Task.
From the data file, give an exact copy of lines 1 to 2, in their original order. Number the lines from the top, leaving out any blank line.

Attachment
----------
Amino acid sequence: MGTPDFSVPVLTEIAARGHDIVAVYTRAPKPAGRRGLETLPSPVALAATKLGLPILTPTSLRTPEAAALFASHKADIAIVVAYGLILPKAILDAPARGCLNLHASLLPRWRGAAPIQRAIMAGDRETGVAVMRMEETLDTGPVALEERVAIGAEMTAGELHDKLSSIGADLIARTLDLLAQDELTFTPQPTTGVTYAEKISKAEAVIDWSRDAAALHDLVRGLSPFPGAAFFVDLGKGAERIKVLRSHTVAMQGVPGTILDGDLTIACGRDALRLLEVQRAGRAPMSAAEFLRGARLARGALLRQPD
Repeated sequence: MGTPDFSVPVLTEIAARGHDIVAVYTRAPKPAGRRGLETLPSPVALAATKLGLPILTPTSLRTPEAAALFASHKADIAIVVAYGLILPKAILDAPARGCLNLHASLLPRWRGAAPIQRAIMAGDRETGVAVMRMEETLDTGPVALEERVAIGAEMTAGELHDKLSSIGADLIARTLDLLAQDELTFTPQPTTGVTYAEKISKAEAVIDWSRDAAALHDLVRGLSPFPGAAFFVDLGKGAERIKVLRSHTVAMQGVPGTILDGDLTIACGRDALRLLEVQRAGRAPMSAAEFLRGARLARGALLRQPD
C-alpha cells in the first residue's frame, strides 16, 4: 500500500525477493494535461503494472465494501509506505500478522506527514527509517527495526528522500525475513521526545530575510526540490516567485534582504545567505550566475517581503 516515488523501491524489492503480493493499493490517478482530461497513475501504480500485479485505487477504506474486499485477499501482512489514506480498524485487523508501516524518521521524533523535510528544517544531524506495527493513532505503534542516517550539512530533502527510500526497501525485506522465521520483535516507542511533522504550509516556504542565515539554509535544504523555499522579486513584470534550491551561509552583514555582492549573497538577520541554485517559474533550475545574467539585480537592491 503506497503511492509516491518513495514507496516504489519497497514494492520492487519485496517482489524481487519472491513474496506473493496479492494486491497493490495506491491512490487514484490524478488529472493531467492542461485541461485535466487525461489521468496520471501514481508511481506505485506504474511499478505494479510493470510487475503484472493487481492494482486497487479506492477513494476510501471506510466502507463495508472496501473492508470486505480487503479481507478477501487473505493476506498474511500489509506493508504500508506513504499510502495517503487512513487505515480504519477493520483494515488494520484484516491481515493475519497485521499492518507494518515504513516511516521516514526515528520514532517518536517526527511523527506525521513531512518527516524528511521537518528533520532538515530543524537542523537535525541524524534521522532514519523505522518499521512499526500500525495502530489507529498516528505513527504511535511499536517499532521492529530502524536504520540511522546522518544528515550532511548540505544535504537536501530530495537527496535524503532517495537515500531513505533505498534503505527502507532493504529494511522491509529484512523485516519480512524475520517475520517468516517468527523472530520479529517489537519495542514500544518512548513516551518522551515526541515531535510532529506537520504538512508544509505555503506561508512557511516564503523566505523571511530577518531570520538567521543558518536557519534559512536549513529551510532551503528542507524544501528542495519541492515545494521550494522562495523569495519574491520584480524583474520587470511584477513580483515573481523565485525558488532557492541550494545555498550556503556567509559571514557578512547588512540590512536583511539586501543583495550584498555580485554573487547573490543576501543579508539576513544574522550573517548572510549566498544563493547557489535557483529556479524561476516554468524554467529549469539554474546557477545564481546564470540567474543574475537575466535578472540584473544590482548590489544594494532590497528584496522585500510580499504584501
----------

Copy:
Amino acid sequence: MGTPDFSVPVLTEIAARGHDIVAVYTRAPKPAGRRGLETLPSPVALAATKLGLPILTPTSLRTPEAAALFASHKADIAIVVAYGLILPKAILDAPARGCLNLHASLLPRWRGAAPIQRAIMAGDRETGVAVMRMEETLDTGPVALEERVAIGAEMTAGELHDKLSSIGADLIARTLDLLAQDELTFTPQPTTGVTYAEKISKAEAVIDWSRDAAALHDLVRGLSPFPGAAFFVDLGKGAERIKVLRSHTVAMQGVPGTILDGDLTIACGRDALRLLEVQRAGRAPMSAAEFLRGARLARGALLRQPD
Repeated sequence: MGTPDFSVPVLTEIAARGHDIVAVYTRAPKPAGRRGLETLPSPVALAATKLGLPILTPTSLRTPEAAALFASHKADIAIVVAYGLILPKAILDAPARGCLNLHASLLPRWRGAAPIQRAIMAGDRETGVAVMRMEETLDTGPVALEERVAIGAEMTAGELHDKLSSIGADLIARTLDLLAQDELTFTPQPTTGVTYAEKISKAEAVIDWSRDAAALHDLVRGLSPFPGAAFFVDLGKGAERIKVLRSHTVAMQGVPGTILDGDLTIACGRDALRLLEVQRAGRAPMSAAEFLRGARLARGALLRQPD